9. Point Mallard Park (Decatur)
This public park, located in Decatur, Alabama is on 500 acres and is available year-round for visitors. It is adjacent to the Wheeler National Wildlife Refuge and is well worth a visit if you are in the state.
The primary attraction of the park is the Blackburn Aquatic Center and it includes one of the first wave pools established in the United States. The park also includes a diving pool and a number of large slides, including the Pro Bowl, Sky Pond, Duck Pond and the Three Flumes Slide. Don’t be afraid to bring the kids, because there is also a children’s activity area (Squirt Factory), Sand Beach and various playgrounds, concessions and other amenities.
10. Birmingham Civil Rights Institute (Birmingham)
Alabama certainly was a hotspot of civil rights activities in the 1950s and 1960s, so it is appropriate that there is a civil rights Institute available in Birmingham. This Institute was established in 1992 in order to show the struggles of the American civil rights movement. It saw more than 25,000 visitors in its first week of operation.
Inside of the Birmingham Civil Rights Institute, you will walk through a self-guided journey, meant to provide a positive outlook for the future. Currently, it also is home to the Smithsonian institution traveling exhibition, let your motto be resistance.
11. Cathedral Caverns State Park (Woodville)
Located in northern Marshall County, southeast of Woodville, Alabama, this state park is home to a cavern of unbelievable awe and beauty. Approximately 11,000 feet of the cavern has been surveyed and explored, although there are still some 2700 feet that are not open to the public. In more recent years, a “wild cave tour” has been established to help explorers see beyond the end of the concrete pathways.
The cavern is home to a number of interesting features, including Goliath, which is said to be the world’s largest column. It stands at 243 feet in circumference and is 45 feet high. It is also home to a 3 inch diameter stalagmite which reaches the ceiling 25 feet above it at a 45° angle. The big room is 200 feet wide and 792 feet long.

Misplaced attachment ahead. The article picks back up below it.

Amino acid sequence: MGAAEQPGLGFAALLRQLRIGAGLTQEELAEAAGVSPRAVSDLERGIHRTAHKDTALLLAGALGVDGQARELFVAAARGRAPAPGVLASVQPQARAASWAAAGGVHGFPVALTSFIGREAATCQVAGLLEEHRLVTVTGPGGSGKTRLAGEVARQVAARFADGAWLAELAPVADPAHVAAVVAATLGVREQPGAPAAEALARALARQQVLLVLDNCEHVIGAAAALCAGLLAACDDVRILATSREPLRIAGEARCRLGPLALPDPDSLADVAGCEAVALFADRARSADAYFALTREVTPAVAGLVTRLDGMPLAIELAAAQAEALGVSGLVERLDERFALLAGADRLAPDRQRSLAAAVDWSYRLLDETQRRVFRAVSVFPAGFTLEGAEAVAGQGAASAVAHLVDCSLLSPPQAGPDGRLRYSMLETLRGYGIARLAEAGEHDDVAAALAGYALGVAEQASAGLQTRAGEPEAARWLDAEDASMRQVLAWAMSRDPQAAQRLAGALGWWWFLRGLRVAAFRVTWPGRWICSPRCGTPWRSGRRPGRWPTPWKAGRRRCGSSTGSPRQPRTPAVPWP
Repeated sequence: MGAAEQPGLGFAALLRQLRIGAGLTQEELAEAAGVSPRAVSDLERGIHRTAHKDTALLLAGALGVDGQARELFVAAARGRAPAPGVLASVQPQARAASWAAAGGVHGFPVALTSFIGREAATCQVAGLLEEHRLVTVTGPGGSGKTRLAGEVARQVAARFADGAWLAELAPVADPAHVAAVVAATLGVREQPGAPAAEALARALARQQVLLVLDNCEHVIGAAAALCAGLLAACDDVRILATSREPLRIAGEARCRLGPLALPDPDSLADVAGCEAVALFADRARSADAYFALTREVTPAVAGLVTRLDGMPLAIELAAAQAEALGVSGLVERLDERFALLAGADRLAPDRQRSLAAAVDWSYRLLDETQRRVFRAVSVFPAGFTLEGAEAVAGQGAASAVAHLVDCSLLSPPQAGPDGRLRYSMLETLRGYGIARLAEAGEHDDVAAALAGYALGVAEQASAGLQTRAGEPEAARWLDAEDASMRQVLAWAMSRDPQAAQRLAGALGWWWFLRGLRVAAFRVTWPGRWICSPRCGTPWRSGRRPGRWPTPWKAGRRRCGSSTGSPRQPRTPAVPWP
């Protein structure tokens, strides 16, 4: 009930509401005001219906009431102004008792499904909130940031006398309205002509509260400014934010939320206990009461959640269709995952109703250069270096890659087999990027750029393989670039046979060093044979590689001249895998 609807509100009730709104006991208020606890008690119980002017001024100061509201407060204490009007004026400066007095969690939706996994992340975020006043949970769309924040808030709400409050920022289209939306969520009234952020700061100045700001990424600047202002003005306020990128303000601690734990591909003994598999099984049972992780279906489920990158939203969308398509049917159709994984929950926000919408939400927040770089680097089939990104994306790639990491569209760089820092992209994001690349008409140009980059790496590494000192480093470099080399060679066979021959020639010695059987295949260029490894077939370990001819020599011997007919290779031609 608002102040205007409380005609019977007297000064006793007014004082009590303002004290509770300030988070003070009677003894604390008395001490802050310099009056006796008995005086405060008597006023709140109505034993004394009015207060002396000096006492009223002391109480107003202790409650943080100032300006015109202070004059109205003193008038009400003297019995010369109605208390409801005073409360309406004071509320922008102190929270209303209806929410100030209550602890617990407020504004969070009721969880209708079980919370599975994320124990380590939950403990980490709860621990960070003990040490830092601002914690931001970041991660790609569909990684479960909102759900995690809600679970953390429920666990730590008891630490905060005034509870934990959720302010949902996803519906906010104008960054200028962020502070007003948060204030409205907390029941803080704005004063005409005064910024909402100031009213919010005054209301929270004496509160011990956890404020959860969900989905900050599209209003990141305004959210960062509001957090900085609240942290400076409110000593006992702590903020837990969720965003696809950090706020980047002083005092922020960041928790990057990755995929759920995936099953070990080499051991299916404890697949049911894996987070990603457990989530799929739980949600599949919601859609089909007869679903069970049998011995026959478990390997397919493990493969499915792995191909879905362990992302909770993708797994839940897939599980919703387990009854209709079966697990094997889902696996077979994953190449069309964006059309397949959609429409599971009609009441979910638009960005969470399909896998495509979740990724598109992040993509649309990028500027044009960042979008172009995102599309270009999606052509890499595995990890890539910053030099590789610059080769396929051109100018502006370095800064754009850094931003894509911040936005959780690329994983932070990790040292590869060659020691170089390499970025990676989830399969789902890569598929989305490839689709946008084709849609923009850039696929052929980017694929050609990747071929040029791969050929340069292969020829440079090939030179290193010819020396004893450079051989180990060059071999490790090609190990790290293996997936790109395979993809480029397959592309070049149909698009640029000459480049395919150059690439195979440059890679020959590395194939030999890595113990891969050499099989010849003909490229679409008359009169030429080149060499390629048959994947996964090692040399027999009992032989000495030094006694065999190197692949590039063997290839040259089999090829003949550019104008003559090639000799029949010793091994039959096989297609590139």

A number of activities are available at the park in addition to regular cave tours. Those include day visits for picnicking, overnight tent camping and gem mining.
12. Little River Canyon (Fort Payne)
Have you ever seen a river on top of a mountain? This national preserve, located on Lookout Mountain near Fort Payne is home to the longest mountaintop river in the United States. The Canyon that was created, originally known as May’s Gulf, is said to be the deepest canyon east of the Mississippi River.
A number of activities are available in the Little River Canyon national Park. Hunting and fishing are available on a limited basis but a valid state license is necessary. There are also opportunities for backcountry camping, but only in the locations of Billy’s Ford, Hartline’s Ford and Slant Rock.
13. Alligator Alley (Summerdale)
You could hardly expect a visit the state of Alabama without at least running into an alligator one time. If alligators are of interest to you, then you would certainly want to visit alligator Alley in Summerdale. This alligator farm provides a number of opportunities for alligator lovers as well as for those that are just mildly curious.